Once a while back I was really into making rocking chairs. Although I would really like to make more of them but my focus has temporarily gone elsewhere. Well, some of you know me from my time in the TWW Chat Room and the forum there, well I can be a little.....precise.....anally so at times. In drilling the holes for the spindles and legs I made a slight discovery, compound angles are a pain to drill on a drill press with a table that only tilts left and right.

I did find an answer, though it lead me back to my high school Trig books. Ok well it lead me to Google where I refreshed on sine, cosine, and tangent. I always forget sine is adjacent/hyp, or is it opposite/hyp. I know it isn't adjacent/opposite, because that is tangent, or is that opposite/adjacent. Crap, now I have to reGoogle again:

Sine:

**Sin A = opposite/hypotenuse**

Sin A = a/h

Sin A = a/h

Cosine:

**Cos A = adjacent/hypotenuse**

**Cos A = b/h**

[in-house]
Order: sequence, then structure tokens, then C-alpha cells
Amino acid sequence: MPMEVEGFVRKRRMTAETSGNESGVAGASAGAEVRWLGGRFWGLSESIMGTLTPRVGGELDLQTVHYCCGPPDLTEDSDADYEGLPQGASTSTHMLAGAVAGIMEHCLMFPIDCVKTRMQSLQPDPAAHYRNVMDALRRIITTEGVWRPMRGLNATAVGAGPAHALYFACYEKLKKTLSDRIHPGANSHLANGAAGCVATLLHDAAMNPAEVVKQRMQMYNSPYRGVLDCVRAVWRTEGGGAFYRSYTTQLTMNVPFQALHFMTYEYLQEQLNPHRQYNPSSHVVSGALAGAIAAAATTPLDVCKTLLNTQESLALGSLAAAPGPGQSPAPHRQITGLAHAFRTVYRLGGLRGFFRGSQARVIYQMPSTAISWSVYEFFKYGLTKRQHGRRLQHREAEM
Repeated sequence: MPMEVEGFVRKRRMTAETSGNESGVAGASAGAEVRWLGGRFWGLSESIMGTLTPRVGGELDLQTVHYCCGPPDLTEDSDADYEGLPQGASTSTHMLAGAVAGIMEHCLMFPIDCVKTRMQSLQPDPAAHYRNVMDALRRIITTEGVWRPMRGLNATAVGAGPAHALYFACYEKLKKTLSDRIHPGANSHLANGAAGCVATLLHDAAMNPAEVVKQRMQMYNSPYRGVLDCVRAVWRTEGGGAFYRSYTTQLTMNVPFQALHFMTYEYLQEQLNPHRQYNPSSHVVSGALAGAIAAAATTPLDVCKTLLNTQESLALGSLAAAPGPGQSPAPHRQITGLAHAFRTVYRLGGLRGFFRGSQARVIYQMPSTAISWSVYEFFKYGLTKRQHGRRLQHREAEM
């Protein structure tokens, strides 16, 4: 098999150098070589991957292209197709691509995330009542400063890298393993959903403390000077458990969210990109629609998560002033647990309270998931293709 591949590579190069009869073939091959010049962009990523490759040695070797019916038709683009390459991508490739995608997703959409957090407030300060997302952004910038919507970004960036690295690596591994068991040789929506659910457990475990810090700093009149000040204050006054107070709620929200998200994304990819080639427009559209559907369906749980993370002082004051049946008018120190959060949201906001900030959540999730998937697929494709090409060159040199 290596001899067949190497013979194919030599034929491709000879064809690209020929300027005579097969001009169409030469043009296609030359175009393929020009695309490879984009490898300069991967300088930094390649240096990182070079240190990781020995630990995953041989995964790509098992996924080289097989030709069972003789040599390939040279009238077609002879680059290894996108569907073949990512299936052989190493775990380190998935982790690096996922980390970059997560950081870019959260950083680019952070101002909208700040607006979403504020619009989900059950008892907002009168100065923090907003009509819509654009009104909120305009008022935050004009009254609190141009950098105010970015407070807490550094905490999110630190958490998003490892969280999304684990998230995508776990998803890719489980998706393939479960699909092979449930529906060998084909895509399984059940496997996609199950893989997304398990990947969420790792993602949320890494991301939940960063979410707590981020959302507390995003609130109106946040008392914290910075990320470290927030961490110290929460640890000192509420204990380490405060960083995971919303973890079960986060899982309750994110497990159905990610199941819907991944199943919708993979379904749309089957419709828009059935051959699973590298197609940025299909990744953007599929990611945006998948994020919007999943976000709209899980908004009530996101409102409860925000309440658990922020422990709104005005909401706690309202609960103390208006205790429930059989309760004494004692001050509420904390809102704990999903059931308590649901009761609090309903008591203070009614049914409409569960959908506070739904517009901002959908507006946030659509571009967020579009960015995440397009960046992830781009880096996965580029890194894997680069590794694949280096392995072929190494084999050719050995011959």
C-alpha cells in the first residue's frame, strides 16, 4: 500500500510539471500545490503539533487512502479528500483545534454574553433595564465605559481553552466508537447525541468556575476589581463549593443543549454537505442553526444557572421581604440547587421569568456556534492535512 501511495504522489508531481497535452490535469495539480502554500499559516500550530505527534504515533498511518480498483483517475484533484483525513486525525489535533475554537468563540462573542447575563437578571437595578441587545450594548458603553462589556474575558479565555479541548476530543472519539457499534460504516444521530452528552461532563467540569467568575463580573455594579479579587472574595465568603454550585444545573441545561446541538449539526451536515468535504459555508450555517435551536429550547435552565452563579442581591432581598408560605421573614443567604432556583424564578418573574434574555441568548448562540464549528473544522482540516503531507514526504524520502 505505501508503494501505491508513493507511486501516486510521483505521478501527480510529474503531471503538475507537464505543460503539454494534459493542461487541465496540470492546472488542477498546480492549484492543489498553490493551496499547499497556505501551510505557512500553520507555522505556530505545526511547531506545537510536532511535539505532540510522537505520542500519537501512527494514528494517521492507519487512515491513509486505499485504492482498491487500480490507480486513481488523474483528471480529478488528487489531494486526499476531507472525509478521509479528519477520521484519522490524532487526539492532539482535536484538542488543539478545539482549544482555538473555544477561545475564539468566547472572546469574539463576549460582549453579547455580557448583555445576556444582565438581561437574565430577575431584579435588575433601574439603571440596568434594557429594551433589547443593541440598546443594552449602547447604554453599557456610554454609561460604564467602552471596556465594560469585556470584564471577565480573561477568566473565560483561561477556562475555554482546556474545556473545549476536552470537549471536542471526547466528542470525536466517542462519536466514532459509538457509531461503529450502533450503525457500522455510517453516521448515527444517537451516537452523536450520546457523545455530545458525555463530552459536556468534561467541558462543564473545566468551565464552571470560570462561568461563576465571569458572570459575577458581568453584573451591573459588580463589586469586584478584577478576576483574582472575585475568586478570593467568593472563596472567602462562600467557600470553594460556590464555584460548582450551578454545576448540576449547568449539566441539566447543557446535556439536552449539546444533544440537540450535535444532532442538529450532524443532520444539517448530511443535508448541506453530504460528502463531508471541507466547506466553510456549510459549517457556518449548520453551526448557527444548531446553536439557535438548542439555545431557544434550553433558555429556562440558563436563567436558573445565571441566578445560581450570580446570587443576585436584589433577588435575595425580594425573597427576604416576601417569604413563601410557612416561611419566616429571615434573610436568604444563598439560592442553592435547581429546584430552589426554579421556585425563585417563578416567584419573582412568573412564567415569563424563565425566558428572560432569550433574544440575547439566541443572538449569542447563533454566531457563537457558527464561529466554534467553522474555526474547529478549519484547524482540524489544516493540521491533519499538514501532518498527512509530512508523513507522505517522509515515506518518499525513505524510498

Tangent:

**Tan A = opposite/adjacent**

**Tan A = a/b**

Then I thought to myself that when all is said and done a compound angle is just two angles in a rigid 90 degree plane. Well instead of two angles in planes that are 90 degrees off (7 degrees to the left, and 10 degrees to the rear), why not use one angle that is based on another angle. It actually works, but takes a bit of computations. Instead of measuring an angle back and an angle off to the side, all from 90 degree axises, you can measure one angle off 90 degrees from dead center and then measure the actual angle from that point. Well that can be a royal pain to figure out.....but I did it the first time though.

Then I went to my SketchUp book of tricks to come up with a better solution. Always a better way, right? Well a 1/4 sheet of Ply or MDF and 18" of piano hinge later I had my better way.

Now unfortunately for you the reader I have already made mine. At some point I am going to blog a project as I make it and you'll get more play by play photos. But it is all pretty simplistic and the SketchUp drawing that you can download should give you enough insight to make your own with little difficulty. But you do have to be precise.